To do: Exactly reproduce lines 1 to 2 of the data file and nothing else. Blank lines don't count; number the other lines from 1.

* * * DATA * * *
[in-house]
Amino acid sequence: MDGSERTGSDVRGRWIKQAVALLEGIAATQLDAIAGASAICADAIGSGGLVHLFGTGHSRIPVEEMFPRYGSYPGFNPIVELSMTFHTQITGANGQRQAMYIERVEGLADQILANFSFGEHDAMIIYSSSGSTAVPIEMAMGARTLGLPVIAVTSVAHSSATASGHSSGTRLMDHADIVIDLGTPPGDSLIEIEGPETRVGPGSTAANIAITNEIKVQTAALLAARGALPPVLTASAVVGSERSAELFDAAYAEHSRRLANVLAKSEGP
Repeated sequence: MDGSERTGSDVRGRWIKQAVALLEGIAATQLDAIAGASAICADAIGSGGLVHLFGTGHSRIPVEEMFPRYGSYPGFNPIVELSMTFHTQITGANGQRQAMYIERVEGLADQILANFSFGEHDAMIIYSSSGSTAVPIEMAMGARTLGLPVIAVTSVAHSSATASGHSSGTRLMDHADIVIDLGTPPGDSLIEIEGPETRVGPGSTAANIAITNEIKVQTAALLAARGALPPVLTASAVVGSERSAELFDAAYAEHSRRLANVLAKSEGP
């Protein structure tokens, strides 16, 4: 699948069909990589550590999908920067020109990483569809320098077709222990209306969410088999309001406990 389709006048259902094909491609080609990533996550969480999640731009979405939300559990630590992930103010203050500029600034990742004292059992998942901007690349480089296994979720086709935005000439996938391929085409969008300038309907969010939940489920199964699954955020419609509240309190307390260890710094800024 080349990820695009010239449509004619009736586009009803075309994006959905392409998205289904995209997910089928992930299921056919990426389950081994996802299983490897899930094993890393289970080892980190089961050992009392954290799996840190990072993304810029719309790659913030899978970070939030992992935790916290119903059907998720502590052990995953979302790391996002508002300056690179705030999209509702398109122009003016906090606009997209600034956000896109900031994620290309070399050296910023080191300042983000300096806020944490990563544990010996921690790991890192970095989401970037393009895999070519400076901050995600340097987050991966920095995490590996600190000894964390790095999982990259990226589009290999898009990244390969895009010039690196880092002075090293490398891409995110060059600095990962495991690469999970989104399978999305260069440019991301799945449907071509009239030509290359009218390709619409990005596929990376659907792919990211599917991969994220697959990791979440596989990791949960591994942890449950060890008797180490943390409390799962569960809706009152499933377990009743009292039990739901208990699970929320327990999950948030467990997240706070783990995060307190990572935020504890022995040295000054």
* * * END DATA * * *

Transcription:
[in-house]
Amino acid sequence: MDGSERTGSDVRGRWIKQAVALLEGIAATQLDAIAGASAICADAIGSGGLVHLFGTGHSRIPVEEMFPRYGSYPGFNPIVELSMTFHTQITGANGQRQAMYIERVEGLADQILANFSFGEHDAMIIYSSSGSTAVPIEMAMGARTLGLPVIAVTSVAHSSATASGHSSGTRLMDHADIVIDLGTPPGDSLIEIEGPETRVGPGSTAANIAITNEIKVQTAALLAARGALPPVLTASAVVGSERSAELFDAAYAEHSRRLANVLAKSEGP